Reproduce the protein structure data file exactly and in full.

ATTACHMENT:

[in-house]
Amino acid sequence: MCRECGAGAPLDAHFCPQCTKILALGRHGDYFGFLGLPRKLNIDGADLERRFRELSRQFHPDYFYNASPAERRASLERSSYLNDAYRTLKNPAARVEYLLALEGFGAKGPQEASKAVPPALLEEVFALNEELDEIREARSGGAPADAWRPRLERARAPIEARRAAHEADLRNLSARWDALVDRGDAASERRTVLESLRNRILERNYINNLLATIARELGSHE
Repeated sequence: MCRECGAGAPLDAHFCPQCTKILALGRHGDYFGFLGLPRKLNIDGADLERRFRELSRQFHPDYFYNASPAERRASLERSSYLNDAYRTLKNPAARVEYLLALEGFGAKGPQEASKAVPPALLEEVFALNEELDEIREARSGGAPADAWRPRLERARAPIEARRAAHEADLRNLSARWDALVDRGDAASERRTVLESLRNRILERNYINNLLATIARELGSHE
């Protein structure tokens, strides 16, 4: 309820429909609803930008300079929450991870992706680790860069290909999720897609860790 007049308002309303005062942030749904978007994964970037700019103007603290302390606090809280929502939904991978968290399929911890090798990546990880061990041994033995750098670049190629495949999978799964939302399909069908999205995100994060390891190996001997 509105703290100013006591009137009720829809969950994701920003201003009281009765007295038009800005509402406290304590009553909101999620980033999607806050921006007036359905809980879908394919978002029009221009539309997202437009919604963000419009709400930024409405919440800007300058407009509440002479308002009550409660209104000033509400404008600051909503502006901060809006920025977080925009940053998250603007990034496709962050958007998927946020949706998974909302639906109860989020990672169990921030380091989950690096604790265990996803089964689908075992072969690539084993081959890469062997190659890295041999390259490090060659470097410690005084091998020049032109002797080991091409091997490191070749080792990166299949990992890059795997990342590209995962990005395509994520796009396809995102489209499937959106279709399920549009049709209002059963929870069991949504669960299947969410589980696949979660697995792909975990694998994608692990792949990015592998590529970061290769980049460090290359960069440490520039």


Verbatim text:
[in-house]
Amino acid sequence: MCRECGAGAPLDAHFCPQCTKILALGRHGDYFGFLGLPRKLNIDGADLERRFRELSRQFHPDYFYNASPAERRASLERSSYLNDAYRTLKNPAARVEYLLALEGFGAKGPQEASKAVPPALLEEVFALNEELDEIREARSGGAPADAWRPRLERARAPIEARRAAHEADLRNLSARWDALVDRGDAASERRTVLESLRNRILERNYINNLLATIARELGSHE
Repeated sequence: MCRECGAGAPLDAHFCPQCTKILALGRHGDYFGFLGLPRKLNIDGADLERRFRELSRQFHPDYFYNASPAERRASLERSSYLNDAYRTLKNPAARVEYLLALEGFGAKGPQEASKAVPPALLEEVFALNEELDEIREARSGGAPADAWRPRLERARAPIEARRAAHEADLRNLSARWDALVDRGDAASERRTVLESLRNRILERNYINNLLATIARELGSHE
């Protein structure tokens, strides 16, 4: 309820429909609803930008300079929450991870992706680790860069290909999720897609860790 007049308002309303005062942030749904978007994964970037700019103007603290302390606090809280929502939904991978968290399929911890090798990546990880061990041994033995750098670049190629495949999978799964939302399909069908999205995100994060390891190996001997 509105703290100013006591009137009720829809969950994701920003201003009281009765007295038009800005509402406290304590009553909101999620980033999607806050921006007036359905809980879908394919978002029009221009539309997202437009919604963000419009709400930024409405919440800007300058407009509440002479308002009550409660209104000033509400404008600051909503502006901060809006920025977080925009940053998250603007990034496709962050958007998927946020949706998974909302639906109860989020990672169990921030380091989950690096604790265990996803089964689908075992072969690539084993081959890469062997190659890295041999390259490090060659470097410690005084091998020049032109002797080991091409091997490191070749080792990166299949990992890059795997990342590209995962990005395509994520796009396809995102489209499937959106279709399920549009049709209002059963929870069991949504669960299947969410589980696949979660697995792909975990694998994608692990792949990015592998590529970061290769980049460090290359960069440490520039």